People across the country are being urged to help make a real difference to the lives of older and disabled people, as the first national Dignity Action Day is held today.
Simply treating people with dignity can make a huge difference to the lives of the thousands of people in England who currently receive care and support. Dignity means receiving personalised care, being treated with respect and being recognised as an individual.
Dignity Action Day celebrates good work around dignity in care and asks everybody – members of the public as well as health and social care staff – to ensure that everyone who receives care is treated with dignity.
There are already more than 14,000 Dignity Champions who are committed to making dignity in care a reality for all. Across the country, care staff and members of the public have organised events such as coffee mornings, entertainment evenings and arts and crafts days for those who receive care, either in residential settings or in the community.
Care Services Minister Phil Hope will today fulfil his Dignity Action Day pledge to visit Oakley Grange in Corby, which provides day services for adults with learning disabilities. He will be helping out with the crafts and games sessions including teaching service users how to juggle.
And it’s not too late for the public to get involved – action on dignity is an ongoing movement, and people can help make a difference by becoming one of thousands of Dignity Champions – people from across the health and care services, as well as members of the public, who are committed to making dignity in care a reality for all.
Care Services Minister Phil Hope said:
“Dignity must be at the heart of care. To achieve this we are transforming the care and support system to make it fairer, simpler and more affordable for everyone.
“The ageing population means more of us will need care and support at some point. We’re asking the public to give a bit of time to make a big difference to the lives of those receiving care by becoming a Dignity Champion.
“The simplest form of dignity doesn’t cost a penny. It’s treating someone with consideration. It’s taking time to get to know them. And it’s speaking to someone with respect.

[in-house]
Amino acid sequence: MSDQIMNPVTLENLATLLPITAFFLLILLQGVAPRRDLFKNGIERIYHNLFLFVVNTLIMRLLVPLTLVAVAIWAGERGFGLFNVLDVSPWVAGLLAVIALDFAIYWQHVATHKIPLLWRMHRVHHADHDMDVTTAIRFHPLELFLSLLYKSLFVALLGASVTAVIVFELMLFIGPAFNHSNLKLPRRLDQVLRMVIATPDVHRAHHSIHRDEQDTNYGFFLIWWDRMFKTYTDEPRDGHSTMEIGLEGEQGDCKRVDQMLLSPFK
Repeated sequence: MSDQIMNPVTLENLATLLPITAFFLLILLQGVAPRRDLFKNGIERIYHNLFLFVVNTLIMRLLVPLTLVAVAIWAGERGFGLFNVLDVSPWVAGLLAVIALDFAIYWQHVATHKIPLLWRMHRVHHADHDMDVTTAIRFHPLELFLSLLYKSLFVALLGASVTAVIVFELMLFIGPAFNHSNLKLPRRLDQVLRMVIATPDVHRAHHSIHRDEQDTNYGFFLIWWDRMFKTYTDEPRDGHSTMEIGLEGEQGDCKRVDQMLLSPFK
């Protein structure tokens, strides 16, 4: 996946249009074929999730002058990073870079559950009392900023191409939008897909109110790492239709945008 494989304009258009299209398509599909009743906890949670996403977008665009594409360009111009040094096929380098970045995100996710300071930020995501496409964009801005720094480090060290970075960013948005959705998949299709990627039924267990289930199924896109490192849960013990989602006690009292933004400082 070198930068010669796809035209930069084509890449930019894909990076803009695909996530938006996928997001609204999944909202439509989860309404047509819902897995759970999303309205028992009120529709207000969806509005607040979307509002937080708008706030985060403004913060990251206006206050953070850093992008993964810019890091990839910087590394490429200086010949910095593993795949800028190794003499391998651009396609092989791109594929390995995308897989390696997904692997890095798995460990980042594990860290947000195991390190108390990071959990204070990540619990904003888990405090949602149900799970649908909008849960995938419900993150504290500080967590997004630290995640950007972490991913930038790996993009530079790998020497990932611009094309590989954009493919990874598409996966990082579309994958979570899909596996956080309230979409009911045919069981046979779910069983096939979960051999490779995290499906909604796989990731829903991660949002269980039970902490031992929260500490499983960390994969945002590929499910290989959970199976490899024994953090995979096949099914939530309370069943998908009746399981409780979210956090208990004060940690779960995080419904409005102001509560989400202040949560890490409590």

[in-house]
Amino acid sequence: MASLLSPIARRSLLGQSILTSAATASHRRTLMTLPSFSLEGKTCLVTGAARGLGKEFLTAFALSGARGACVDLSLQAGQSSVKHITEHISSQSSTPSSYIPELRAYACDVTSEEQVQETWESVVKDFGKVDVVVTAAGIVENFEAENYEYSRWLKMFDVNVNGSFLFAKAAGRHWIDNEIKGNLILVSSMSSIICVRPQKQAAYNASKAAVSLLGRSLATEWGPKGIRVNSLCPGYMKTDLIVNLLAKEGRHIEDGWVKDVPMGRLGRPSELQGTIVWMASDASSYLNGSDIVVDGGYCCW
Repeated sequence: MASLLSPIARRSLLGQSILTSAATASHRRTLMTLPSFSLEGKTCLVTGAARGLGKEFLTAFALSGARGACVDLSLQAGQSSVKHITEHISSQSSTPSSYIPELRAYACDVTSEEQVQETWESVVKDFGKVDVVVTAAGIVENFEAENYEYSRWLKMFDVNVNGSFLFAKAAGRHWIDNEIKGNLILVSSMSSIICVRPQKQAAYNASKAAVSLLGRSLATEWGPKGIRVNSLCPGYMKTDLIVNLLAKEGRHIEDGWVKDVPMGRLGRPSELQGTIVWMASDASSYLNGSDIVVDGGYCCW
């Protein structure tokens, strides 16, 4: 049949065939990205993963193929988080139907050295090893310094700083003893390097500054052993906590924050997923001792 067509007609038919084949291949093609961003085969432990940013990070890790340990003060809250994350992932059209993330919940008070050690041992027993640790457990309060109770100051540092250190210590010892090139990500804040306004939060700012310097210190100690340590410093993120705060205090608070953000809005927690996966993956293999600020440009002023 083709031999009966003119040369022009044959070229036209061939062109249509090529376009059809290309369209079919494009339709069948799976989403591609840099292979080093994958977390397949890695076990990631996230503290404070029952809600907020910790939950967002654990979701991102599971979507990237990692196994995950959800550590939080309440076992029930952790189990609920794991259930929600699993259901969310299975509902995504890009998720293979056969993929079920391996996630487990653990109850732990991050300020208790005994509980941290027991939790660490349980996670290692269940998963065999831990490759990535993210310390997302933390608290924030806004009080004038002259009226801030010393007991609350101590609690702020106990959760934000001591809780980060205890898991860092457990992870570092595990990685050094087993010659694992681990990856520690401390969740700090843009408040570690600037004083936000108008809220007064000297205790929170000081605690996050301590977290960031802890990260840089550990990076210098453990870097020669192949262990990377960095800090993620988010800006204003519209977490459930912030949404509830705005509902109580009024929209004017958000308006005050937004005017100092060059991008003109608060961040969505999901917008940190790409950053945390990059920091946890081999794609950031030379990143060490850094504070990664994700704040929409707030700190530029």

“If everyone gives this some thought, we really can change things and put dignity at the heart of care for everyone. I want to say a big thank you to everyone who is already getting involved and everyone who made a pledge for Dignity Action Day.”
Notes to editors
Members of the public and health and care workers can support the campaign for dignity in care by signing up to become a Dignity Champion. A Dignity Champion is someone who believes passionately that being treated with dignity is a basic human right, not an optional extra. Already over 14,000 people across the country have signed up to make a difference by becoming a Dignity Champion. To find out more go to www.dignityincare.org.uk or ring Dignity Champions information line on 0207 9724007
A full list of all the pledges made across the country for Dignity Action Day can be viewed by visiting the Dignity Action Day website at http://www.dhcarenetworks.org.uk/dignityincare/DAD/pledgesAndActivities/
Design for Patient Dignity
Design for Patient Dignity is a groundbreaking programme, where the Department of Health has teamed up with the Design Council as part of the Department's wider programme of work to help improve the experience of patients in hospital. Six top British design and architect teams are now working with the NHS to provide design solutions to a number of privacy and dignity issues that matter the most to patients from improving patient gowns to looking at ways of making hospital wards more private for patients. Prototypes, will be unveiled on 23 March with the view that some concepts will be introduced into hospitals by early 2011.
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